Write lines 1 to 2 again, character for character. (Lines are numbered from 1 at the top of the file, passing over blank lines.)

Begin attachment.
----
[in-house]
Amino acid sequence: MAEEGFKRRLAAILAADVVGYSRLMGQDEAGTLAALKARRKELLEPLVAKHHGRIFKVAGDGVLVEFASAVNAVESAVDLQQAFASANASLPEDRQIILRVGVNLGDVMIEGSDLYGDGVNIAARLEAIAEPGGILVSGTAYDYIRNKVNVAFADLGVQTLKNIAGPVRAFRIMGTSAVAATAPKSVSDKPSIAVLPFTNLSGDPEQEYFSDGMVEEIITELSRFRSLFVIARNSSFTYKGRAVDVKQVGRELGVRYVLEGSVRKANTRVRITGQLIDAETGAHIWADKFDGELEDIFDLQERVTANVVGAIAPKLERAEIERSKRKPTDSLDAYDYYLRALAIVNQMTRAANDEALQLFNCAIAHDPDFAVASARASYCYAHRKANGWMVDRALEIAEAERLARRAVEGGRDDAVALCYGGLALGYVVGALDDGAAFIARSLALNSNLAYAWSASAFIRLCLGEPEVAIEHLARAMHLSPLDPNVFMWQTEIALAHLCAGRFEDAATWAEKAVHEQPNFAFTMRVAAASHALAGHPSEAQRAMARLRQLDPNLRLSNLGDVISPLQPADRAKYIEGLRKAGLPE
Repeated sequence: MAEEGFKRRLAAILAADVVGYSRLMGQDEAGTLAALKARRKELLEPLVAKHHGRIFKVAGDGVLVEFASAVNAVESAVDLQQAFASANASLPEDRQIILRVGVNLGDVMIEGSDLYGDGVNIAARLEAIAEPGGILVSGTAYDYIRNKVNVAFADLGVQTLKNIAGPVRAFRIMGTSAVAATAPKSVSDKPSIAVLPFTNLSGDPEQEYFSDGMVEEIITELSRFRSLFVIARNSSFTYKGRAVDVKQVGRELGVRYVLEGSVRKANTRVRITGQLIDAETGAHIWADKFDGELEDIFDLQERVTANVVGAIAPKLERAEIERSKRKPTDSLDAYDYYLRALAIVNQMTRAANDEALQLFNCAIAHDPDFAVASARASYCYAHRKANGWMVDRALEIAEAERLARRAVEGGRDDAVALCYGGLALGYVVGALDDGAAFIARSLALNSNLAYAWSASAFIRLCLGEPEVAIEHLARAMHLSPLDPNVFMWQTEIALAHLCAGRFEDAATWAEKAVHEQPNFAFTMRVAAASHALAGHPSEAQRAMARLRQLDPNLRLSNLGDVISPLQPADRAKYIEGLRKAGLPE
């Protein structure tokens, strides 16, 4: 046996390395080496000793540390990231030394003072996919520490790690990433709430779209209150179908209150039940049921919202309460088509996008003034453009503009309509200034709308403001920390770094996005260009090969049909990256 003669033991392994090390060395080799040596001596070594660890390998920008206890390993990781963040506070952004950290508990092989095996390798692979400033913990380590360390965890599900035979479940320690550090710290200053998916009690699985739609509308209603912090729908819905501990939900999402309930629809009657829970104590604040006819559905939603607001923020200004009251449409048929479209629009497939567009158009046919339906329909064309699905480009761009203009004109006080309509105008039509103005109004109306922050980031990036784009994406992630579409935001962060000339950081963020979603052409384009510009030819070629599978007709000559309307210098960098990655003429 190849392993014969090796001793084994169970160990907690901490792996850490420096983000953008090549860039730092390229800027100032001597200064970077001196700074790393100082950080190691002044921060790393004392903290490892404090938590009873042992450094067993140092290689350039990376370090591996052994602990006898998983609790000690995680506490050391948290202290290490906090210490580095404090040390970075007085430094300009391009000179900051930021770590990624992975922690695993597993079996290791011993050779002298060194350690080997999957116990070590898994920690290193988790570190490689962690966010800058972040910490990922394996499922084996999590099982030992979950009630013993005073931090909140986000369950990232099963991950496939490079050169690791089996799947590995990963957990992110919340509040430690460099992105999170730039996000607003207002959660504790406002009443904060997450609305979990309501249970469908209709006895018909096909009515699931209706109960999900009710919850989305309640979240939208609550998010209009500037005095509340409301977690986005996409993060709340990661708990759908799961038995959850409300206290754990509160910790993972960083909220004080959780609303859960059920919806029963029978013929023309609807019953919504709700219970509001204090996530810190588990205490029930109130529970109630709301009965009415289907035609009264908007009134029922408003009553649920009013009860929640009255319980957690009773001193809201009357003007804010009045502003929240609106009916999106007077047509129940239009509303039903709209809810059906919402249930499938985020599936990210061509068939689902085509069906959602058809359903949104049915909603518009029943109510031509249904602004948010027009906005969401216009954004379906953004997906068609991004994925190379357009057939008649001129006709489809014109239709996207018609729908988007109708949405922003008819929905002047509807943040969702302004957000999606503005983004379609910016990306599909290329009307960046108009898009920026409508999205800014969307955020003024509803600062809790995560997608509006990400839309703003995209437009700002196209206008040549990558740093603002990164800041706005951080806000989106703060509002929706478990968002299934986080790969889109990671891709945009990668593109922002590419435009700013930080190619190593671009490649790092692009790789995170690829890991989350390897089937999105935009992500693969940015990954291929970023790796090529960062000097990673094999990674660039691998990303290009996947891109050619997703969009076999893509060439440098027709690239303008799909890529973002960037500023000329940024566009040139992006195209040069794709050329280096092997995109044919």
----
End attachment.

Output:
[in-house]
Amino acid sequence: MAEEGFKRRLAAILAADVVGYSRLMGQDEAGTLAALKARRKELLEPLVAKHHGRIFKVAGDGVLVEFASAVNAVESAVDLQQAFASANASLPEDRQIILRVGVNLGDVMIEGSDLYGDGVNIAARLEAIAEPGGILVSGTAYDYIRNKVNVAFADLGVQTLKNIAGPVRAFRIMGTSAVAATAPKSVSDKPSIAVLPFTNLSGDPEQEYFSDGMVEEIITELSRFRSLFVIARNSSFTYKGRAVDVKQVGRELGVRYVLEGSVRKANTRVRITGQLIDAETGAHIWADKFDGELEDIFDLQERVTANVVGAIAPKLERAEIERSKRKPTDSLDAYDYYLRALAIVNQMTRAANDEALQLFNCAIAHDPDFAVASARASYCYAHRKANGWMVDRALEIAEAERLARRAVEGGRDDAVALCYGGLALGYVVGALDDGAAFIARSLALNSNLAYAWSASAFIRLCLGEPEVAIEHLARAMHLSPLDPNVFMWQTEIALAHLCAGRFEDAATWAEKAVHEQPNFAFTMRVAAASHALAGHPSEAQRAMARLRQLDPNLRLSNLGDVISPLQPADRAKYIEGLRKAGLPE